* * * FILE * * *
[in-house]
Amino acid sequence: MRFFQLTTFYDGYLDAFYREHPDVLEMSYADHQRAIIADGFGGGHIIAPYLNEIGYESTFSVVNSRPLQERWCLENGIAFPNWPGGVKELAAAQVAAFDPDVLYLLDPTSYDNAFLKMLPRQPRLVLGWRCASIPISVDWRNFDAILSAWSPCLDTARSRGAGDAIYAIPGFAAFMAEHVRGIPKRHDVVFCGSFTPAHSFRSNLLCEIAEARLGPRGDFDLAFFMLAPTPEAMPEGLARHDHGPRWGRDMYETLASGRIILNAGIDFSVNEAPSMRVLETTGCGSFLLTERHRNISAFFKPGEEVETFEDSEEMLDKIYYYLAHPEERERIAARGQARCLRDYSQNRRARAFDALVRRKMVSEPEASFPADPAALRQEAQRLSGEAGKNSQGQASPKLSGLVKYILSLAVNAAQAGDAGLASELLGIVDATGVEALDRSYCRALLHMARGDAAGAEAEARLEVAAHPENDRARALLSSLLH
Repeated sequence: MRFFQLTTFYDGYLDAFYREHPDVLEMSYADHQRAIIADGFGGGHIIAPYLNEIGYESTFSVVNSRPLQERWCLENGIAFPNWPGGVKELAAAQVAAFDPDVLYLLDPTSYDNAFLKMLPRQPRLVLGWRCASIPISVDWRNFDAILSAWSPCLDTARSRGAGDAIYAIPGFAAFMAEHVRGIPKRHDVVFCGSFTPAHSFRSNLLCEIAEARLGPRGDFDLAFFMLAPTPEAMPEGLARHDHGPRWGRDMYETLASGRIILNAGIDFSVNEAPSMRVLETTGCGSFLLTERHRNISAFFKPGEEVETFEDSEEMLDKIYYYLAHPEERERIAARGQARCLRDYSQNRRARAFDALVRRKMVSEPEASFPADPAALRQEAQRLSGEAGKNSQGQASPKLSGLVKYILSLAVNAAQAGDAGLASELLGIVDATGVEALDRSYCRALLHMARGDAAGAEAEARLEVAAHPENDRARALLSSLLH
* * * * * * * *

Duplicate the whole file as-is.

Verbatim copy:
[in-house]
Amino acid sequence: MRFFQLTTFYDGYLDAFYREHPDVLEMSYADHQRAIIADGFGGGHIIAPYLNEIGYESTFSVVNSRPLQERWCLENGIAFPNWPGGVKELAAAQVAAFDPDVLYLLDPTSYDNAFLKMLPRQPRLVLGWRCASIPISVDWRNFDAILSAWSPCLDTARSRGAGDAIYAIPGFAAFMAEHVRGIPKRHDVVFCGSFTPAHSFRSNLLCEIAEARLGPRGDFDLAFFMLAPTPEAMPEGLARHDHGPRWGRDMYETLASGRIILNAGIDFSVNEAPSMRVLETTGCGSFLLTERHRNISAFFKPGEEVETFEDSEEMLDKIYYYLAHPEERERIAARGQARCLRDYSQNRRARAFDALVRRKMVSEPEASFPADPAALRQEAQRLSGEAGKNSQGQASPKLSGLVKYILSLAVNAAQAGDAGLASELLGIVDATGVEALDRSYCRALLHMARGDAAGAEAEARLEVAAHPENDRARALLSSLLH
Repeated sequence: MRFFQLTTFYDGYLDAFYREHPDVLEMSYADHQRAIIADGFGGGHIIAPYLNEIGYESTFSVVNSRPLQERWCLENGIAFPNWPGGVKELAAAQVAAFDPDVLYLLDPTSYDNAFLKMLPRQPRLVLGWRCASIPISVDWRNFDAILSAWSPCLDTARSRGAGDAIYAIPGFAAFMAEHVRGIPKRHDVVFCGSFTPAHSFRSNLLCEIAEARLGPRGDFDLAFFMLAPTPEAMPEGLARHDHGPRWGRDMYETLASGRIILNAGIDFSVNEAPSMRVLETTGCGSFLLTERHRNISAFFKPGEEVETFEDSEEMLDKIYYYLAHPEERERIAARGQARCLRDYSQNRRARAFDALVRRKMVSEPEASFPADPAALRQEAQRLSGEAGKNSQGQASPKLSGLVKYILSLAVNAAQAGDAGLASELLGIVDATGVEALDRSYCRALLHMARGDAAGAEAEARLEVAAHPENDRARALLSSLLH